There’s a new in-depth article out that highlights the essential questions many people are asking right now—about Mono Lake’s low level, Los Angeles Department of Water & Power diversions, State Water Board action, the Mono Lake Committee’s campaign to raise the lake to the mandated healthy level, and what it all means in this big water year, and beyond.
Alastair Bland, writer for CalMatters, which describes itself as “the leading nonprofit, nonpartisan newsroom committed to explaining California politics and policy,” explores the issue through interviews with an array of people and a knack for asking and answering the question “why?”
In 2019 former Los Angeles mayor Eric Garcetti set a goal of recycling 100% of the city’s wastewater by 2035 — part of a broader plan to acquire 50% of the city’s water from local sources by the same year. His vision aligns with that of Gov. Gavin Newsom, whose water strategy plan, released last summer, endorsed more water recycling, capturing stormwater and using less.
The progress prompts many to question why Los Angeles clings so tightly to the trickle it receives from the Mono basin.
“That’s the funny thing — it’s such a drop in the bucket,” said Bruze Reznik, executive director of the environmental group Los Angeles Waterkeeper. “I think the department recognizes they don’t need the water, but they just keep it because they have a right to it.”— “State asked to stop diverting iconic Mono Lake’s water to Los Angeles,” CalMatters, Alastair Bland, May 30, 2023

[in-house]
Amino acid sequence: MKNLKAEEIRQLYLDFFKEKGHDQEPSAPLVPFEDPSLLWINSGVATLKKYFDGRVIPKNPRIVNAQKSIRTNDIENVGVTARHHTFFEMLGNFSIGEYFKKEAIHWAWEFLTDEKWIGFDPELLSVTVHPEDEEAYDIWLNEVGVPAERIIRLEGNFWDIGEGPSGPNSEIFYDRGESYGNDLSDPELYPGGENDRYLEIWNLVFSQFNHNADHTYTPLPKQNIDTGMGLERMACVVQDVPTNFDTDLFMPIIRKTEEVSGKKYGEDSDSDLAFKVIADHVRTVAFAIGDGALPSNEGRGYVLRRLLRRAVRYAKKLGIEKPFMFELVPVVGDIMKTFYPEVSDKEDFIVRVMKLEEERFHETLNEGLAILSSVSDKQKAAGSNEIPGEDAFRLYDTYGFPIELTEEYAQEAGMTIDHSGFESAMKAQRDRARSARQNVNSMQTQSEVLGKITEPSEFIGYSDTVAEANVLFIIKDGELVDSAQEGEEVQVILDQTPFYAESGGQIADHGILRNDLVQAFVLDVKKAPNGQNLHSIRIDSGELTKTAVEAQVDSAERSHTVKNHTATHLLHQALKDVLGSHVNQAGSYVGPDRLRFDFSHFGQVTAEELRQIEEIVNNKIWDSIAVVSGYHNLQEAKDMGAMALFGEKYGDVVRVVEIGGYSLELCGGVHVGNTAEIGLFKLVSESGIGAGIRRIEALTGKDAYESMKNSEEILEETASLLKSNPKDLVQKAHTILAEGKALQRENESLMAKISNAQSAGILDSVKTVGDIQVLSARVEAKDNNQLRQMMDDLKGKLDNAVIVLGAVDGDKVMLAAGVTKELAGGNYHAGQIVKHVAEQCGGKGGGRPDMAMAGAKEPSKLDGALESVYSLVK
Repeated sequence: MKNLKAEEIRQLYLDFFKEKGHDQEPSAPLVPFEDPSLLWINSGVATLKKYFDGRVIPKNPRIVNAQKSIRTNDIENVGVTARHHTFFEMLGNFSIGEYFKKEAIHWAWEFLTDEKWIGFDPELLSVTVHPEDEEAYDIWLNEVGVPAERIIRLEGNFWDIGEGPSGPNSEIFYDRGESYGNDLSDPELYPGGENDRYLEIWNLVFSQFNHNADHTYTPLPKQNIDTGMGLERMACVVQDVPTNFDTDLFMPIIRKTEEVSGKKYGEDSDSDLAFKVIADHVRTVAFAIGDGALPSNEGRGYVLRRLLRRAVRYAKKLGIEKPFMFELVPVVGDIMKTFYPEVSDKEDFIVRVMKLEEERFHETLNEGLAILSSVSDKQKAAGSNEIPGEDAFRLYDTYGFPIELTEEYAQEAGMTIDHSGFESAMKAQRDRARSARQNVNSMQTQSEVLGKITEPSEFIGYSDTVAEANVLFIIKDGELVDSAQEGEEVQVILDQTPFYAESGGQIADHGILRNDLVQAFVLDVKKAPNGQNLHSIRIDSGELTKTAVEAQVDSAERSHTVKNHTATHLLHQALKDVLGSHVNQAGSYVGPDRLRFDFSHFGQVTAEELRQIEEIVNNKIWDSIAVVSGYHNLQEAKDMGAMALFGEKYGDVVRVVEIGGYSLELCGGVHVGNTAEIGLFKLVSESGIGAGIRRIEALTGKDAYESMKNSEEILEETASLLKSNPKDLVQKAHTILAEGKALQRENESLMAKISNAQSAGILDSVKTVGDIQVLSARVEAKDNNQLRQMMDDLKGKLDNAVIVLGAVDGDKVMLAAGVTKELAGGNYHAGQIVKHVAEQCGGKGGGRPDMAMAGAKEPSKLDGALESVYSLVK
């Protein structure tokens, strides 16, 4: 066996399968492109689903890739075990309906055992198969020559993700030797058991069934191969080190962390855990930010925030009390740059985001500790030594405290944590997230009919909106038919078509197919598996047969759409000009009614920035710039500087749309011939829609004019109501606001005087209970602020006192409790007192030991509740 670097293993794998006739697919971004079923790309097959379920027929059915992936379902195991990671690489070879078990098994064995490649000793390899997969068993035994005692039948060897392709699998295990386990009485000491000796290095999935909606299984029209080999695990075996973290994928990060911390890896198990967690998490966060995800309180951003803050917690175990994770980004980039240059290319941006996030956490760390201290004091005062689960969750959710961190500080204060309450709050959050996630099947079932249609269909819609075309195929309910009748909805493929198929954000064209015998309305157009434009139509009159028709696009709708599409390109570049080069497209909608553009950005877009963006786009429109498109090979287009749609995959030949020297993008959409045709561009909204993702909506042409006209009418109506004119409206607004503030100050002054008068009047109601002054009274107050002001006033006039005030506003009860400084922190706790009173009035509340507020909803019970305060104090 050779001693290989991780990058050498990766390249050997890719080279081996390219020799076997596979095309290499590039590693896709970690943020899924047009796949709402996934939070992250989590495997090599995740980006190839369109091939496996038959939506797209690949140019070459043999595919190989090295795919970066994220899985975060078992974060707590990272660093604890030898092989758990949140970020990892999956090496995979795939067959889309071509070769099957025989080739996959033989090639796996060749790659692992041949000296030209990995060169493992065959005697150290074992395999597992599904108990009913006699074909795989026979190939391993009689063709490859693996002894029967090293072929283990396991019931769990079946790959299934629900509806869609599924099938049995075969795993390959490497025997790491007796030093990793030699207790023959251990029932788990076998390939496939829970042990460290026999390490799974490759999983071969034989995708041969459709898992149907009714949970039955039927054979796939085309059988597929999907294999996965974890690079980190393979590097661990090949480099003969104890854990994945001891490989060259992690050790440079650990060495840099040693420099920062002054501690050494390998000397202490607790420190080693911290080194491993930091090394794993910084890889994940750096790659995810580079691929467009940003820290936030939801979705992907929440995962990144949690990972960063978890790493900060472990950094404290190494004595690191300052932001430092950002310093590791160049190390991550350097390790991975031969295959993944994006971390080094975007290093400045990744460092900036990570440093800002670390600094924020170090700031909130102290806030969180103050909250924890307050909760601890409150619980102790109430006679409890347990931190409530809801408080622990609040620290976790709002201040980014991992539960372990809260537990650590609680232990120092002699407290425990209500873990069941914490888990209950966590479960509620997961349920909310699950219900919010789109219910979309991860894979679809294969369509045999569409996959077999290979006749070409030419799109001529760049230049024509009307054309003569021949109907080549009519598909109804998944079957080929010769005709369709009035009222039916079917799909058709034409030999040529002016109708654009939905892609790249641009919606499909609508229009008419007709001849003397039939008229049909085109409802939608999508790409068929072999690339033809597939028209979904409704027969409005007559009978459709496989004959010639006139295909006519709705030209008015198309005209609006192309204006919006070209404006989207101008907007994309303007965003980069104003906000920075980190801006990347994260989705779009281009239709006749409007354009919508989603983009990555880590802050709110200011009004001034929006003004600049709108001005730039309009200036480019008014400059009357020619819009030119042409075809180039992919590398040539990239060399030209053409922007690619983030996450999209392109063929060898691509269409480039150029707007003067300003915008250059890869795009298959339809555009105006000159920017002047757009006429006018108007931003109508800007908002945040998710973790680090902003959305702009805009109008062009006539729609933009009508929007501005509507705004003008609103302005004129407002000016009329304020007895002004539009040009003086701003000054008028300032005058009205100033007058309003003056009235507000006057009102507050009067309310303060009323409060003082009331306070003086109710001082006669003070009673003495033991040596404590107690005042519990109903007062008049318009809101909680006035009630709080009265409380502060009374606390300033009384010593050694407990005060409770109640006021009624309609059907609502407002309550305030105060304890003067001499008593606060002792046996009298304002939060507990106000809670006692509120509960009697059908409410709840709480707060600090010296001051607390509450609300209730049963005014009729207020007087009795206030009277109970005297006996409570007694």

The story also highlights the importance of the role of the Mono Lake Kutzadika’a Tribe, the Department of Water & Power, LA community leaders, and ratepayers as well as the Committee—all working together to take on this challenge effectively. This includes state and city goals for municipal water capture and conservation projects—elements of the solution for both Mono Lake and Los Angeles—beyond one wet year.
Geoff McQuilkin, the Mono Lake Committee’s executive director, said the lake will probably rise another four feet in 2023 — reason, as he sees it, to double down and halt exports.
“This is a year to take advantage of,” he said. “We’d like to lock in these gains.”— “State asked to stop diverting iconic Mono Lake’s water to Los Angeles,” CalMatters, Alastair Bland, May 30, 2023
Top photo by Arya Degenhardt.